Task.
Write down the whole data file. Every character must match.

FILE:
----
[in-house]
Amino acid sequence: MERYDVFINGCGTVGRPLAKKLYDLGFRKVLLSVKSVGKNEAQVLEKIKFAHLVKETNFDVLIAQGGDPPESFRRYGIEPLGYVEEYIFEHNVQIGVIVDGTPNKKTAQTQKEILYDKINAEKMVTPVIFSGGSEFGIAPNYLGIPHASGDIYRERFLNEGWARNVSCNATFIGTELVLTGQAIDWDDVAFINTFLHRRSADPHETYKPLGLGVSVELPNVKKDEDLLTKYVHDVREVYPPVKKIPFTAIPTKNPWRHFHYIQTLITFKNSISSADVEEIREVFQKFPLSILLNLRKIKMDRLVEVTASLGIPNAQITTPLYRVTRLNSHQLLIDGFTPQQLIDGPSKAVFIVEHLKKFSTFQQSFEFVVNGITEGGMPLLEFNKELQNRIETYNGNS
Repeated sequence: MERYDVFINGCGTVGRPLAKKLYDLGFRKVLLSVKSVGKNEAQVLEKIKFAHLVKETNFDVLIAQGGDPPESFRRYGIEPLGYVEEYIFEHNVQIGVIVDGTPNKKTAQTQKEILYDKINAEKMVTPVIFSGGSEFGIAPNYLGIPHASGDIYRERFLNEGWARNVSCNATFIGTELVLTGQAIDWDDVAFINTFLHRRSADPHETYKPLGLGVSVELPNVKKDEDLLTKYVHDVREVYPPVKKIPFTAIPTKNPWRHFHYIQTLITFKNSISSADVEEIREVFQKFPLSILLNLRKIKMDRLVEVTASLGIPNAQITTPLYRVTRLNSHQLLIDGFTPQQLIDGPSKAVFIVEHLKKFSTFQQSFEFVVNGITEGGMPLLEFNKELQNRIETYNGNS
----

[in-house]
Amino acid sequence: MERYDVFINGCGTVGRPLAKKLYDLGFRKVLLSVKSVGKNEAQVLEKIKFAHLVKETNFDVLIAQGGDPPESFRRYGIEPLGYVEEYIFEHNVQIGVIVDGTPNKKTAQTQKEILYDKINAEKMVTPVIFSGGSEFGIAPNYLGIPHASGDIYRERFLNEGWARNVSCNATFIGTELVLTGQAIDWDDVAFINTFLHRRSADPHETYKPLGLGVSVELPNVKKDEDLLTKYVHDVREVYPPVKKIPFTAIPTKNPWRHFHYIQTLITFKNSISSADVEEIREVFQKFPLSILLNLRKIKMDRLVEVTASLGIPNAQITTPLYRVTRLNSHQLLIDGFTPQQLIDGPSKAVFIVEHLKKFSTFQQSFEFVVNGITEGGMPLLEFNKELQNRIETYNGNS
Repeated sequence: MERYDVFINGCGTVGRPLAKKLYDLGFRKVLLSVKSVGKNEAQVLEKIKFAHLVKETNFDVLIAQGGDPPESFRRYGIEPLGYVEEYIFEHNVQIGVIVDGTPNKKTAQTQKEILYDKINAEKMVTPVIFSGGSEFGIAPNYLGIPHASGDIYRERFLNEGWARNVSCNATFIGTELVLTGQAIDWDDVAFINTFLHRRSADPHETYKPLGLGVSVELPNVKKDEDLLTKYVHDVREVYPPVKKIPFTAIPTKNPWRHFHYIQTLITFKNSISSADVEEIREVFQKFPLSILLNLRKIKMDRLVEVTASLGIPNAQITTPLYRVTRLNSHQLLIDGFTPQQLIDGPSKAVFIVEHLKKFSTFQQSFEFVVNGITEGGMPLLEFNKELQNRIETYNGNS